After 10 years on the inside, Assemblyman Tom Hayden is running another insurgent campaign, this time for the state Senate. At stake in a bitter Democratic primary firefight is nothing less than the former anti-war activist's political future.
Stripped of a safe Assembly seat by redistricting, the Santa Monica Democrat opted to run for the upper house. Now, nine days before the June 2 election, Hayden is locked in a very expensive three-way battle against two liberal Democrats--veteran Sen. Herschel Rosenthal of Los Angeles and Pacific Palisades public relations consultant Catherine O'Neill.
The prize is the newly drawn 23rd Senate District that cuts across the Westside from burned-out businesses in Hollywood to beachfront homes in Malibu. It sweeps over the Santa Monica Mountains to take in the southern flank of the San Fernando Valley from hillside homes in Studio City to suburban subdivisions in Westlake Village.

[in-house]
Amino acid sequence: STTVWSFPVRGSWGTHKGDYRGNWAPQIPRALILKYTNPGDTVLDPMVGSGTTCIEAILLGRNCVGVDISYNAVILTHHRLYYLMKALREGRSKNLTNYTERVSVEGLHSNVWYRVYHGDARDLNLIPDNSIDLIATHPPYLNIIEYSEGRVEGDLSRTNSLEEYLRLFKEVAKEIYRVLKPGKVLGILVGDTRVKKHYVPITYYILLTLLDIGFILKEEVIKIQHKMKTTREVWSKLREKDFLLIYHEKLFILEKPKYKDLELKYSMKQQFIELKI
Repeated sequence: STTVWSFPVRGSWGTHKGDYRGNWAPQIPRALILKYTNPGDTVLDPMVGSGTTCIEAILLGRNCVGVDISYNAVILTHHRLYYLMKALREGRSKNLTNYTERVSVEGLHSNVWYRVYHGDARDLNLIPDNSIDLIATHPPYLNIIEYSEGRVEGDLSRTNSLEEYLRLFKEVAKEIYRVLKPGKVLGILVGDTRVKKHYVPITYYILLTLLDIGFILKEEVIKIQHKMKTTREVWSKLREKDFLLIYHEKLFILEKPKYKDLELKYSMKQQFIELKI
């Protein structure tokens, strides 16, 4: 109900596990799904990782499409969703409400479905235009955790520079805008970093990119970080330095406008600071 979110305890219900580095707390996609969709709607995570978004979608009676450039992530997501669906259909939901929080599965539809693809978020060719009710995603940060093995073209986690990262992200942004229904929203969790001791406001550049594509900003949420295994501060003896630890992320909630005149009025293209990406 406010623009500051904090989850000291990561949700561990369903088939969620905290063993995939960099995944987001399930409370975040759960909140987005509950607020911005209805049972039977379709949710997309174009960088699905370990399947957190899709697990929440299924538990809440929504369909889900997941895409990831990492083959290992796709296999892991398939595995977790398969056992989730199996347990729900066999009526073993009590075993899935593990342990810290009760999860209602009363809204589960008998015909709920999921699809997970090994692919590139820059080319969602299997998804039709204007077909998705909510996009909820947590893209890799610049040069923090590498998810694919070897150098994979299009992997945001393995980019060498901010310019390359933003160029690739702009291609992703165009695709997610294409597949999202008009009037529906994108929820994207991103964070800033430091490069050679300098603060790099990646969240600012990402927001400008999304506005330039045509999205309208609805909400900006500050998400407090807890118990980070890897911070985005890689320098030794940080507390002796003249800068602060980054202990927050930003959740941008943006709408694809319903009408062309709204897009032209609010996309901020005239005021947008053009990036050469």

The territory is so solidly Democratic--about 53%-- and liberal that no Republican ventured onto the ballot, meaning the winner of the primary will face only third party candidates in November.
The three combatants had raised a total of more than $1 million by the middle of this month, when the crucial closing days of the campaign still lay ahead.
Based on their $785,906 in spending through May 16, the race has the makings of being one of the most expensive legislative primary fights in the state.
The contest offers Democratic voters a sharp contrast in styles between Hayden, 52, a brash and outspoken activist, and Rosenthal, 74, a dedicated legislator who has never faced a serious challenge since being elected to the Assembly in 1974.
The wild card in the race is O'Neill, 49, who is seeking to make a political comeback 20 years after narrowly losing a bid to become the first woman elected to the state Senate. But O'Neill's absence from California for more than 10 years until she returned to Los Angeles last October has become an issue in the race.